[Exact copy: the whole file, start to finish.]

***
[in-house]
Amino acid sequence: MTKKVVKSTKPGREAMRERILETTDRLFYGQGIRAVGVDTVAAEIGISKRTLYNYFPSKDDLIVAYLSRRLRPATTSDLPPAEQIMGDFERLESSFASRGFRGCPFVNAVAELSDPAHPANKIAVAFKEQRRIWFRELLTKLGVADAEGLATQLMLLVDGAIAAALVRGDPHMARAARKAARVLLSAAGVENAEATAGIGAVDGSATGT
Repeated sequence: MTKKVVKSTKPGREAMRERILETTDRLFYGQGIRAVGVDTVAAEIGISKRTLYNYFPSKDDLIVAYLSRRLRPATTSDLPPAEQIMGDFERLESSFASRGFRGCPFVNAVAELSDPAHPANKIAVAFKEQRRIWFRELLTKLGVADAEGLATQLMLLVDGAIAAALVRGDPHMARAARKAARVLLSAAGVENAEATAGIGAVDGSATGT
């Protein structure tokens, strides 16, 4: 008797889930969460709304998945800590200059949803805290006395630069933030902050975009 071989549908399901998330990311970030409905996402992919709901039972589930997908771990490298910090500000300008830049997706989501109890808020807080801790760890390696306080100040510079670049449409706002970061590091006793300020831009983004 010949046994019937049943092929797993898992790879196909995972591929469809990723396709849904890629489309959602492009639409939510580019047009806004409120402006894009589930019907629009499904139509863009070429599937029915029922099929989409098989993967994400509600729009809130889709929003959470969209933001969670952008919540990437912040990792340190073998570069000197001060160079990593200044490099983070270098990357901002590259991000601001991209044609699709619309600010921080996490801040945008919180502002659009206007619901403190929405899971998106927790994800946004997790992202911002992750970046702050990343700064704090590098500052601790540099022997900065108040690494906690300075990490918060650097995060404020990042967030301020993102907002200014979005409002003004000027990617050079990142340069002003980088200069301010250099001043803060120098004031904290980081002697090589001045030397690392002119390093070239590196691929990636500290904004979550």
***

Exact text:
[in-house]
Amino acid sequence: MTKKVVKSTKPGREAMRERILETTDRLFYGQGIRAVGVDTVAAEIGISKRTLYNYFPSKDDLIVAYLSRRLRPATTSDLPPAEQIMGDFERLESSFASRGFRGCPFVNAVAELSDPAHPANKIAVAFKEQRRIWFRELLTKLGVADAEGLATQLMLLVDGAIAAALVRGDPHMARAARKAARVLLSAAGVENAEATAGIGAVDGSATGT
Repeated sequence: MTKKVVKSTKPGREAMRERILETTDRLFYGQGIRAVGVDTVAAEIGISKRTLYNYFPSKDDLIVAYLSRRLRPATTSDLPPAEQIMGDFERLESSFASRGFRGCPFVNAVAELSDPAHPANKIAVAFKEQRRIWFRELLTKLGVADAEGLATQLMLLVDGAIAAALVRGDPHMARAARKAARVLLSAAGVENAEATAGIGAVDGSATGT
């Protein structure tokens, strides 16, 4: 008797889930969460709304998945800590200059949803805290006395630069933030902050975009 071989549908399901998330990311970030409905996402992919709901039972589930997908771990490298910090500000300008830049997706989501109890808020807080801790760890390696306080100040510079670049449409706002970061590091006793300020831009983004 010949046994019937049943092929797993898992790879196909995972591929469809990723396709849904890629489309959602492009639409939510580019047009806004409120402006894009589930019907629009499904139509863009070429599937029915029922099929989409098989993967994400509600729009809130889709929003959470969209933001969670952008919540990437912040990792340190073998570069000197001060160079990593200044490099983070270098990357901002590259991000601001991209044609699709619309600010921080996490801040945008919180502002659009206007619901403190929405899971998106927790994800946004997790992202911002992750970046702050990343700064704090590098500052601790540099022997900065108040690494906690300075990490918060650097995060404020990042967030301020993102907002200014979005409002003004000027990617050079990142340069002003980088200069301010250099001043803060120098004031904290980081002697090589001045030397690392002119390093070239590196691929990636500290904004979550």